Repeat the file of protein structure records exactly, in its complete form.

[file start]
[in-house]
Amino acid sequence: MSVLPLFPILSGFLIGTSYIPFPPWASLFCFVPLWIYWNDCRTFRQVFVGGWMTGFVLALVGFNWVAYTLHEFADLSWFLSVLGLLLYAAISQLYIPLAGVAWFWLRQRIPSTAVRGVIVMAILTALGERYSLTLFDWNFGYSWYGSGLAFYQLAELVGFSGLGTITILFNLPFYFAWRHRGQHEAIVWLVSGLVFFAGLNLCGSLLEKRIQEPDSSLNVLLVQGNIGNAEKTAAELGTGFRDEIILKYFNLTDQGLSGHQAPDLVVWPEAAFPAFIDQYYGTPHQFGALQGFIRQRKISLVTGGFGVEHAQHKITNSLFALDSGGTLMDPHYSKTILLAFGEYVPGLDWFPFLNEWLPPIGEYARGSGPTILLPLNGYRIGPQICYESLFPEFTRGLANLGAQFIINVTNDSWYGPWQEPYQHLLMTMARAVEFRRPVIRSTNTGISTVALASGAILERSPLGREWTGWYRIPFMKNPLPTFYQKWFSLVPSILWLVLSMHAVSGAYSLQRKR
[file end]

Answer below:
[in-house]
Amino acid sequence: MSVLPLFPILSGFLIGTSYIPFPPWASLFCFVPLWIYWNDCRTFRQVFVGGWMTGFVLALVGFNWVAYTLHEFADLSWFLSVLGLLLYAAISQLYIPLAGVAWFWLRQRIPSTAVRGVIVMAILTALGERYSLTLFDWNFGYSWYGSGLAFYQLAELVGFSGLGTITILFNLPFYFAWRHRGQHEAIVWLVSGLVFFAGLNLCGSLLEKRIQEPDSSLNVLLVQGNIGNAEKTAAELGTGFRDEIILKYFNLTDQGLSGHQAPDLVVWPEAAFPAFIDQYYGTPHQFGALQGFIRQRKISLVTGGFGVEHAQHKITNSLFALDSGGTLMDPHYSKTILLAFGEYVPGLDWFPFLNEWLPPIGEYARGSGPTILLPLNGYRIGPQICYESLFPEFTRGLANLGAQFIINVTNDSWYGPWQEPYQHLLMTMARAVEFRRPVIRSTNTGISTVALASGAILERSPLGREWTGWYRIPFMKNPLPTFYQKWFSLVPSILWLVLSMHAVSGAYSLQRKR